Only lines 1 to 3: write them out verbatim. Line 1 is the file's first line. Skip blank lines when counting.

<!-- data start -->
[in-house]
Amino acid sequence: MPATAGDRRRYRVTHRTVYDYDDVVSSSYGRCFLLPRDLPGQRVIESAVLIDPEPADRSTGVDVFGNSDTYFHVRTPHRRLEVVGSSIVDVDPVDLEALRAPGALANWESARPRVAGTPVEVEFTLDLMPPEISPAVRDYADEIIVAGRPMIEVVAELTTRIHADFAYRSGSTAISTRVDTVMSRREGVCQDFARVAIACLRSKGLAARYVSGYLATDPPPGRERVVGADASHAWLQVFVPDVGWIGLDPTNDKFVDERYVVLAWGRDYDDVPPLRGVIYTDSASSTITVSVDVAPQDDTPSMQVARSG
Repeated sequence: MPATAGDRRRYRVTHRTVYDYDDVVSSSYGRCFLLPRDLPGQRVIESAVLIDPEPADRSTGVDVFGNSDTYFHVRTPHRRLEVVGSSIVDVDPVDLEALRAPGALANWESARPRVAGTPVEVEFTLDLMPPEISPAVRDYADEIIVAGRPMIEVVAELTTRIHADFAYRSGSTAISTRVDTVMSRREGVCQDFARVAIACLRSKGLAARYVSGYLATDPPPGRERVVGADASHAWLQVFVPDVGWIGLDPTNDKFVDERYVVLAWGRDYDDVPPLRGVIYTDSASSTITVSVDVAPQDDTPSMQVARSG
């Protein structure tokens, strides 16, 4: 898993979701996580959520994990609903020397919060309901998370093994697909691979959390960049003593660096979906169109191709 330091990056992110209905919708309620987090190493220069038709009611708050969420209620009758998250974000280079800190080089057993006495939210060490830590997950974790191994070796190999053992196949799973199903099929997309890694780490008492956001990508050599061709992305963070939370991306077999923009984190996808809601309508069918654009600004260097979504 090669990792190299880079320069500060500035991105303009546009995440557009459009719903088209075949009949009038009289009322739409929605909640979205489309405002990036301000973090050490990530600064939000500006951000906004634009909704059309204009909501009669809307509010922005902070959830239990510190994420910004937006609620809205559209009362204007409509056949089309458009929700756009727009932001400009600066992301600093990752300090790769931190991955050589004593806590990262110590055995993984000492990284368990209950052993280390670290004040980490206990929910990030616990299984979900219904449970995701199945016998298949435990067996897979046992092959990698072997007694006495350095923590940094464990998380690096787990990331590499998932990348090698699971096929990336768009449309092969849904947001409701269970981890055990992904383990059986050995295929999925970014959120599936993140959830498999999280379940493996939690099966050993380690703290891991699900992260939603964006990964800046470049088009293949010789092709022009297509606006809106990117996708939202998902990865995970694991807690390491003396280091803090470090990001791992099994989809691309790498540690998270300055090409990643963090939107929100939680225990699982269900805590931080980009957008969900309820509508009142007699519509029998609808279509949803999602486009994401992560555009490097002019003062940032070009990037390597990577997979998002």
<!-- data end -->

[in-house]
Amino acid sequence: MPATAGDRRRYRVTHRTVYDYDDVVSSSYGRCFLLPRDLPGQRVIESAVLIDPEPADRSTGVDVFGNSDTYFHVRTPHRRLEVVGSSIVDVDPVDLEALRAPGALANWESARPRVAGTPVEVEFTLDLMPPEISPAVRDYADEIIVAGRPMIEVVAELTTRIHADFAYRSGSTAISTRVDTVMSRREGVCQDFARVAIACLRSKGLAARYVSGYLATDPPPGRERVVGADASHAWLQVFVPDVGWIGLDPTNDKFVDERYVVLAWGRDYDDVPPLRGVIYTDSASSTITVSVDVAPQDDTPSMQVARSG
Repeated sequence: MPATAGDRRRYRVTHRTVYDYDDVVSSSYGRCFLLPRDLPGQRVIESAVLIDPEPADRSTGVDVFGNSDTYFHVRTPHRRLEVVGSSIVDVDPVDLEALRAPGALANWESARPRVAGTPVEVEFTLDLMPPEISPAVRDYADEIIVAGRPMIEVVAELTTRIHADFAYRSGSTAISTRVDTVMSRREGVCQDFARVAIACLRSKGLAARYVSGYLATDPPPGRERVVGADASHAWLQVFVPDVGWIGLDPTNDKFVDERYVVLAWGRDYDDVPPLRGVIYTDSASSTITVSVDVAPQDDTPSMQVARSG